Each morning, Jill U. Adams (health journalist and an associate editor at HealthNewsReview.org) scans 26 news sites for stories that report on some claim of a health benefit by a specific intervention.
From this practice (for work it must be noted) she’s come up with a list of things that are becoming clear in health reporting this year (read the full article here):
Coffee. It’s neither terribly good nor terribly bad for you.
Celebrities. A study about the most attractive female lips offered up a chance for news outlets to post photos of Angelina Jolie. We’ve seen the same thing with many other celeb-focused health stories. New treatment for morning sickness? Kim Kardashian. Wacky health claims? Gwenyth Paltrow. A “struggle” with chronic dry eyes? Marisa Tomei. It’s clickbait.
Headlines. Beware the hyped-up headline. Nothing makes me skeptical faster than a headline telling me how to live longer. And it’s hard not do a second roll of eyes when I scan ahead to see the article describing findings from an association study. I also watch for any of publisher Gary Schwitzer’s seven words you shouldn’t use.
Headlines, head-spinning version. Talk about different framings to a story! In April we blogged about seemingly opposite headlines on stories covering the same study. One news outlet’s story on colonoscopy warned readers that delaying the procedure was risky; another proclaimed waiting was okay.
Healthy foods. Please no. You can have healthy diets — such as a healthy pattern of eating that is rich in vegetables, fruits, and whole grains. But there is no one food that will prevent cancer or make you sleep better or make you heart healthy despite what headlines may tell you. Why? Because there is no evidence for such things. Most of the studies on individual foods are association studies that rely on participants’ self-report of what they eat. They are not clinical trials that randomly put participants into an “eat blueberries” group and an “avoid blueberries” group and test the intervention for long enough in enough people to show causation.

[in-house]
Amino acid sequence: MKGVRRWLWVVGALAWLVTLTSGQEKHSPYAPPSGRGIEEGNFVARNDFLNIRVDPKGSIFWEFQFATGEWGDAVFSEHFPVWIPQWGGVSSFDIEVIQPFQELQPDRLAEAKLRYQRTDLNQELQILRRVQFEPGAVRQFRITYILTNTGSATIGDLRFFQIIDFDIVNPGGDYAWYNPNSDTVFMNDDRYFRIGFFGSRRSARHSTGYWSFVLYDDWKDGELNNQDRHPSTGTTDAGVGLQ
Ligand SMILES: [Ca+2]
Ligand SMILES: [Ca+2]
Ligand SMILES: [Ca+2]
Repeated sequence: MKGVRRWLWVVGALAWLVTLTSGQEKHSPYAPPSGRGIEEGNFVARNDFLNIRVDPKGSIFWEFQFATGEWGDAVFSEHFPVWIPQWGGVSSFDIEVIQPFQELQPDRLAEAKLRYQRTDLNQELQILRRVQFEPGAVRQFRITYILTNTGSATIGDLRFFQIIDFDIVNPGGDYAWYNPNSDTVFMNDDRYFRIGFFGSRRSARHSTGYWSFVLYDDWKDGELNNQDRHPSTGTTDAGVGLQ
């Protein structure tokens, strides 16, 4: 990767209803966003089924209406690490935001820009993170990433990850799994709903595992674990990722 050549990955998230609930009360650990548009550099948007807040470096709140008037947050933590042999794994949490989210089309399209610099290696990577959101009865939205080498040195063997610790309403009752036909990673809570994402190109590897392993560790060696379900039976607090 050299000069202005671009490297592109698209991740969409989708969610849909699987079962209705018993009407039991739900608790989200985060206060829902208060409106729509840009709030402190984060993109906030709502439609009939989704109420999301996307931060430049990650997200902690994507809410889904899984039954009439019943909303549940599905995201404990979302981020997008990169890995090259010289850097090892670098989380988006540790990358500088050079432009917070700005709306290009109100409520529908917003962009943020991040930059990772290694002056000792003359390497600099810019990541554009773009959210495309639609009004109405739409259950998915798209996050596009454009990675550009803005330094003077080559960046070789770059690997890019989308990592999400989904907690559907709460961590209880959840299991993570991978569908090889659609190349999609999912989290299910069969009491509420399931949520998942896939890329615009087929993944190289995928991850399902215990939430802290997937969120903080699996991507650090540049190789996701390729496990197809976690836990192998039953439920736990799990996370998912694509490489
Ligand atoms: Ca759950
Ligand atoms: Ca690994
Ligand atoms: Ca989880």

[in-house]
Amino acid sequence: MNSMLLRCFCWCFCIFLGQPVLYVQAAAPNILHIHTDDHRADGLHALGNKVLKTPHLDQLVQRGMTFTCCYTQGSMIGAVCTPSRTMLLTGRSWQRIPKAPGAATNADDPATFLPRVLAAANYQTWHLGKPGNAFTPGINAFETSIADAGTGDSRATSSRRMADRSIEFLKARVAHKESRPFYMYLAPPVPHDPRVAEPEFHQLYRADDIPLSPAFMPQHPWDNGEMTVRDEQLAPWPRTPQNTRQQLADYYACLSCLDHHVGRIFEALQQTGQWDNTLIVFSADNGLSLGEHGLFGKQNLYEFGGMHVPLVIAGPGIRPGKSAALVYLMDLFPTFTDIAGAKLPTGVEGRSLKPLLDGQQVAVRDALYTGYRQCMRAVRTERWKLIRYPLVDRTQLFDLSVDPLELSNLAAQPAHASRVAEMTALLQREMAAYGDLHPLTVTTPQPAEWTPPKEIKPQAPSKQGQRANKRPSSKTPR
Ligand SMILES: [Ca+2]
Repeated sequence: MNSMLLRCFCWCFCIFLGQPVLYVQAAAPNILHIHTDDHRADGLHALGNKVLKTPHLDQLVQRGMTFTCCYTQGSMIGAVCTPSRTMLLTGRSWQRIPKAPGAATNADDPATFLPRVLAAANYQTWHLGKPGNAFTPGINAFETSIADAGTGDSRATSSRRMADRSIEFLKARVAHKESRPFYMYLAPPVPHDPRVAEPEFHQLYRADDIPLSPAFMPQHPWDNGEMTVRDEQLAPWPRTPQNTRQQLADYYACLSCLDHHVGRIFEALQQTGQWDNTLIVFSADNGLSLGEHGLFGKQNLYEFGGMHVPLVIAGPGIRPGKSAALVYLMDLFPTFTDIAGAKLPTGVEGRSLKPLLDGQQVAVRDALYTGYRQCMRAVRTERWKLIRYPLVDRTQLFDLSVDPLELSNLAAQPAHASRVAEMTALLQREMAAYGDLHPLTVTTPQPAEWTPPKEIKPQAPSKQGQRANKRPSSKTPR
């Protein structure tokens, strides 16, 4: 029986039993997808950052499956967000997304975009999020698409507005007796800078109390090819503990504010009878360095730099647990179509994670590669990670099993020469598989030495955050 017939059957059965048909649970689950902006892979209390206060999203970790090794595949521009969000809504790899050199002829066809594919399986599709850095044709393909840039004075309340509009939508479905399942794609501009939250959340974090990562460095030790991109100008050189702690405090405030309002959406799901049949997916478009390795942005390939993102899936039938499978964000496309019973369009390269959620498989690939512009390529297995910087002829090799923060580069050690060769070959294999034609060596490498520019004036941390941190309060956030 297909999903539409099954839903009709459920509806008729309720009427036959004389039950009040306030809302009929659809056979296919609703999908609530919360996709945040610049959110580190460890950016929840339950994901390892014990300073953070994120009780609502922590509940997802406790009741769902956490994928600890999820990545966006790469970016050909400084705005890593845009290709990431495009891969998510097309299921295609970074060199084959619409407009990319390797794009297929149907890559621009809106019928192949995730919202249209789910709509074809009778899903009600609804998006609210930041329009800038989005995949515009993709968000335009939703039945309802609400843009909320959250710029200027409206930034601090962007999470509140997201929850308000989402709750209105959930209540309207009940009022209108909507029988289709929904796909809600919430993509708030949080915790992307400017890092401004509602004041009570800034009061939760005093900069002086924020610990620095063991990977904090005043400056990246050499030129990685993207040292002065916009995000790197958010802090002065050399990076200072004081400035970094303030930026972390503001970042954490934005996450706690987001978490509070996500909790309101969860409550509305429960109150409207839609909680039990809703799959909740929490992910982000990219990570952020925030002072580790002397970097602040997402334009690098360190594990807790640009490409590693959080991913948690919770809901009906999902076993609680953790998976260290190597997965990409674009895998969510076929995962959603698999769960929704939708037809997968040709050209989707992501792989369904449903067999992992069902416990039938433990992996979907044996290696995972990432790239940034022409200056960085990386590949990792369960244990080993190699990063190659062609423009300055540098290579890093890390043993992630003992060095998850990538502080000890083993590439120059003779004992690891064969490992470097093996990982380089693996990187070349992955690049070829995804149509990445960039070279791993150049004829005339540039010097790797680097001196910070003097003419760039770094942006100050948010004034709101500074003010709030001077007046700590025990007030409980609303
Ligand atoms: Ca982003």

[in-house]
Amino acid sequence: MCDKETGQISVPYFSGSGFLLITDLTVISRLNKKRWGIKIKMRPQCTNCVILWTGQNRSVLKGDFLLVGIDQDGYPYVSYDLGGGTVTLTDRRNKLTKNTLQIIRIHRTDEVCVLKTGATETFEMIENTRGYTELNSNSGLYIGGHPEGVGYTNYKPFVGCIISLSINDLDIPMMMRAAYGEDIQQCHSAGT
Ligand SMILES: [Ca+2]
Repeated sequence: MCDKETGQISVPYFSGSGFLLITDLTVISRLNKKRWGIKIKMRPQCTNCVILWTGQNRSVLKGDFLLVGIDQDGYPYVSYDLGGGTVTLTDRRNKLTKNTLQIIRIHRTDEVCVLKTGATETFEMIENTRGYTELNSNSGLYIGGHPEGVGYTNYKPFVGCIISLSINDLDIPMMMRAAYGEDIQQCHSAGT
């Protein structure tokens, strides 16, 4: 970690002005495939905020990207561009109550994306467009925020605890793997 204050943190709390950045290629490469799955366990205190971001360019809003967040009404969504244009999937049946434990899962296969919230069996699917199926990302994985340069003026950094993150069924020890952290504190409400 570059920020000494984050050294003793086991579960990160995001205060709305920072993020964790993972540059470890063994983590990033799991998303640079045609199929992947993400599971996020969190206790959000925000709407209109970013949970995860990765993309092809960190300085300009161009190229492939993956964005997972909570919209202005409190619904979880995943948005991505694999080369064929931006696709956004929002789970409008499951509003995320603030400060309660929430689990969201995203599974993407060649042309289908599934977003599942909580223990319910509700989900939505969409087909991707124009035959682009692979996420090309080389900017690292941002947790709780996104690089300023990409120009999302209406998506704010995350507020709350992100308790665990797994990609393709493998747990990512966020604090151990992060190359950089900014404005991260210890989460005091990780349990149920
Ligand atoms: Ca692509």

Ill-defined interventions. Exercise is a prime example. Everyone knows by now that “exercise” is good for you. A health news story looking at exercise as an intervention should be specific — how often, how long, and how intensely the physical fitness was measured. In December, we called out the lack of specificity in this HealthDay story review.
Proxy outcomes. Another HealthDay story, Can Coffee Perk Up Heart Health, Too?, reports on a study that measured the activation of particular gene clusters involved in inflammation. It’s quite a jump from these molecules to inflammation in general to inflammation that leads to pathology, much less to actual health outcomes. A New York Times story from the same month, Running may be good for your knees, reported on a study that found different inflammatory mediators in the knee’s synovial fluid after running or sitting for 30 minutes–which is a proxy, or a surrogate marker, for knee health.